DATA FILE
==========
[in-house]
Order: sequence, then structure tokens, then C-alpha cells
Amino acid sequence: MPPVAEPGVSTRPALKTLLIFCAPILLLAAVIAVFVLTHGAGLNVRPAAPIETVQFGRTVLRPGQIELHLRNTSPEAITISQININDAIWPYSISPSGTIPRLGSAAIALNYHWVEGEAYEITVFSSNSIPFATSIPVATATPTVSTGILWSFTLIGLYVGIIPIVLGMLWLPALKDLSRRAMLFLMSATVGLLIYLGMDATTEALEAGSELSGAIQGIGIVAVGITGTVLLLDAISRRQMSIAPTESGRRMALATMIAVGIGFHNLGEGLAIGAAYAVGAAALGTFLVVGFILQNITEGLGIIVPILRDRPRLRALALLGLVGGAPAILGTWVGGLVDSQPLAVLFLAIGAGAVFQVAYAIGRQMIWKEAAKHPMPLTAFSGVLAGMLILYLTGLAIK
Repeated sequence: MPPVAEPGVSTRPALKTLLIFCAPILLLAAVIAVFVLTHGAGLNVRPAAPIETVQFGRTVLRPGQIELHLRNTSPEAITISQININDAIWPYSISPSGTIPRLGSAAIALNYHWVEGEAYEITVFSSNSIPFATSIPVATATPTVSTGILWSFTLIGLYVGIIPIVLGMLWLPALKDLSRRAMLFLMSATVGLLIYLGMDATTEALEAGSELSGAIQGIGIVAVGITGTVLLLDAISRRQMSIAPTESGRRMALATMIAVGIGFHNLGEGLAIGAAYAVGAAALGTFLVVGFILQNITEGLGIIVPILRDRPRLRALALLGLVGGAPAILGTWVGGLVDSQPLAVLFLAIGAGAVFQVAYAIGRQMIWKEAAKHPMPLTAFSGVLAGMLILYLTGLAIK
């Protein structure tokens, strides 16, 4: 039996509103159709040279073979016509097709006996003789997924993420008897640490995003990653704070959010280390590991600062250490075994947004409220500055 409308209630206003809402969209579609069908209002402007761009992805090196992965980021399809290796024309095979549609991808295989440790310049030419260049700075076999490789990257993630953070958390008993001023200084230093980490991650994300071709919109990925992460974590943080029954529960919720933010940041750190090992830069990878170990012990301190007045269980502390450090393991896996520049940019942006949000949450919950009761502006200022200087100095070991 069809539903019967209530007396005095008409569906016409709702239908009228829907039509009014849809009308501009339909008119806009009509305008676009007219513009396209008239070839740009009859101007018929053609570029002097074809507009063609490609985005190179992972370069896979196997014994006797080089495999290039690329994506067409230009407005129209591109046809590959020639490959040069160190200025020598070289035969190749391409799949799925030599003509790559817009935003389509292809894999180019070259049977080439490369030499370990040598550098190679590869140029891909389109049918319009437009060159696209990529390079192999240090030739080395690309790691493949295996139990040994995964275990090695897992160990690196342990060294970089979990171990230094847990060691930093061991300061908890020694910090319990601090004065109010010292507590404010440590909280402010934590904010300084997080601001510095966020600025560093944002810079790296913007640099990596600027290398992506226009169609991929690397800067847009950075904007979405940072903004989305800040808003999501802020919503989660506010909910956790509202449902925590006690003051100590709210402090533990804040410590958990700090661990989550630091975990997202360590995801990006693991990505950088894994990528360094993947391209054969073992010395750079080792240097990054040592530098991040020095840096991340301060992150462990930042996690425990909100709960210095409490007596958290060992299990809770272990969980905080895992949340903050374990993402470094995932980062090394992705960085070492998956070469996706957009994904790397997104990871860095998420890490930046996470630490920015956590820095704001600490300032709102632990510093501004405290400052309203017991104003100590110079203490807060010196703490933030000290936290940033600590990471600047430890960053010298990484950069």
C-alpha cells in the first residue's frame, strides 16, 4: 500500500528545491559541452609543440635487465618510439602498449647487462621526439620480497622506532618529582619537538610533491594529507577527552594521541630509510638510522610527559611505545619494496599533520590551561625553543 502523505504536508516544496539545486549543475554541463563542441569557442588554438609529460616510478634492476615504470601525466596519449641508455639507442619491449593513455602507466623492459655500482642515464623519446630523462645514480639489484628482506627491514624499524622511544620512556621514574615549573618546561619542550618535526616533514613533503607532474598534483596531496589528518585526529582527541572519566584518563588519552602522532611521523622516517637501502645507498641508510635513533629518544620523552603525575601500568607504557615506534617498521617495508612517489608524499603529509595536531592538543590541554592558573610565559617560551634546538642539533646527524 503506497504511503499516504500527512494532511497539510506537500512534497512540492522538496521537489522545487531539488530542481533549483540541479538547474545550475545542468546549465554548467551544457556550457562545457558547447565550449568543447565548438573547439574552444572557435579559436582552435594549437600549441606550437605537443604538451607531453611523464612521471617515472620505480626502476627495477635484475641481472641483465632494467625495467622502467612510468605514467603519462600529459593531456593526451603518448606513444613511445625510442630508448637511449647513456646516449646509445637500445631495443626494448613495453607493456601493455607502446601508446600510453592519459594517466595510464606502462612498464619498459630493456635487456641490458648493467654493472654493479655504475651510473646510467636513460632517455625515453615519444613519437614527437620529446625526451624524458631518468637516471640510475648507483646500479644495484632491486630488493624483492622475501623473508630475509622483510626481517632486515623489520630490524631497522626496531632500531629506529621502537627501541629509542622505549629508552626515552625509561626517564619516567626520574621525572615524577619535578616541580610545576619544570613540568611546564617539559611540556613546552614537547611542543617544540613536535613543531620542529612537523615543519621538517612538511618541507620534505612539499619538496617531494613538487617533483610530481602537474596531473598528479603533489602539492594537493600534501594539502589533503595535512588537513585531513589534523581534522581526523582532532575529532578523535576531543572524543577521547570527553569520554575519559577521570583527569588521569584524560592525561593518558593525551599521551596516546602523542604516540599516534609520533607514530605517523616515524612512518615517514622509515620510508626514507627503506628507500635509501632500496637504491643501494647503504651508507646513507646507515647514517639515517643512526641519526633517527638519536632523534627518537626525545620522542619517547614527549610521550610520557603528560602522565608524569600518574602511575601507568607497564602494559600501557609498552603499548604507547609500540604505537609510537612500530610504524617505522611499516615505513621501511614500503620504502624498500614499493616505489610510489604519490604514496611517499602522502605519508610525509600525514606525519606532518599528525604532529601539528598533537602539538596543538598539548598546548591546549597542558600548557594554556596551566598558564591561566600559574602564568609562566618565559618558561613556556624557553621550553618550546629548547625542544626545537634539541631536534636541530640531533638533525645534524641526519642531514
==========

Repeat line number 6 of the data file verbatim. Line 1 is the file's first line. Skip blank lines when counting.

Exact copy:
C-alpha cells in the first residue's frame, strides 16, 4: 500500500528545491559541452609543440635487465618510439602498449647487462621526439620480497622506532618529582619537538610533491594529507577527552594521541630509510638510522610527559611505545619494496599533520590551561625553543 502523505504536508516544496539545486549543475554541463563542441569557442588554438609529460616510478634492476615504470601525466596519449641508455639507442619491449593513455602507466623492459655500482642515464623519446630523462645514480639489484628482506627491514624499524622511544620512556621514574615549573618546561619542550618535526616533514613533503607532474598534483596531496589528518585526529582527541572519566584518563588519552602522532611521523622516517637501502645507498641508510635513533629518544620523552603525575601500568607504557615506534617498521617495508612517489608524499603529509595536531592538543590541554592558573610565559617560551634546538642539533646527524 503506497504511503499516504500527512494532511497539510506537500512534497512540492522538496521537489522545487531539488530542481533549483540541479538547474545550475545542468546549465554548467551544457556550457562545457558547447565550449568543447565548438573547439574552444572557435579559436582552435594549437600549441606550437605537443604538451607531453611523464612521471617515472620505480626502476627495477635484475641481472641483465632494467625495467622502467612510468605514467603519462600529459593531456593526451603518448606513444613511445625510442630508448637511449647513456646516449646509445637500445631495443626494448613495453607493456601493455607502446601508446600510453592519459594517466595510464606502462612498464619498459630493456635487456641490458648493467654493472654493479655504475651510473646510467636513460632517455625515453615519444613519437614527437620529446625526451624524458631518468637516471640510475648507483646500479644495484632491486630488493624483492622475501623473508630475509622483510626481517632486515623489520630490524631497522626496531632500531629506529621502537627501541629509542622505549629508552626515552625509561626517564619516567626520574621525572615524577619535578616541580610545576619544570613540568611546564617539559611540556613546552614537547611542543617544540613536535613543531620542529612537523615543519621538517612538511618541507620534505612539499619538496617531494613538487617533483610530481602537474596531473598528479603533489602539492594537493600534501594539502589533503595535512588537513585531513589534523581534522581526523582532532575529532578523535576531543572524543577521547570527553569520554575519559577521570583527569588521569584524560592525561593518558593525551599521551596516546602523542604516540599516534609520533607514530605517523616515524612512518615517514622509515620510508626514507627503506628507500635509501632500496637504491643501494647503504651508507646513507646507515647514517639515517643512526641519526633517527638519536632523534627518537626525545620522542619517547614527549610521550610520557603528560602522565608524569600518574602511575601507568607497564602494559600501557609498552603499548604507547609500540604505537609510537612500530610504524617505522611499516615505513621501511614500503620504502624498500614499493616505489610510489604519490604514496611517499602522502605519508610525509600525514606525519606532518599528525604532529601539528598533537602539538596543538598539548598546548591546549597542558600548557594554556596551566598558564591561566600559574602564568609562566618565559618558561613556556624557553621550553618550546629548547625542544626545537634539541631536534636541530640531533638533525645534524641526519642531514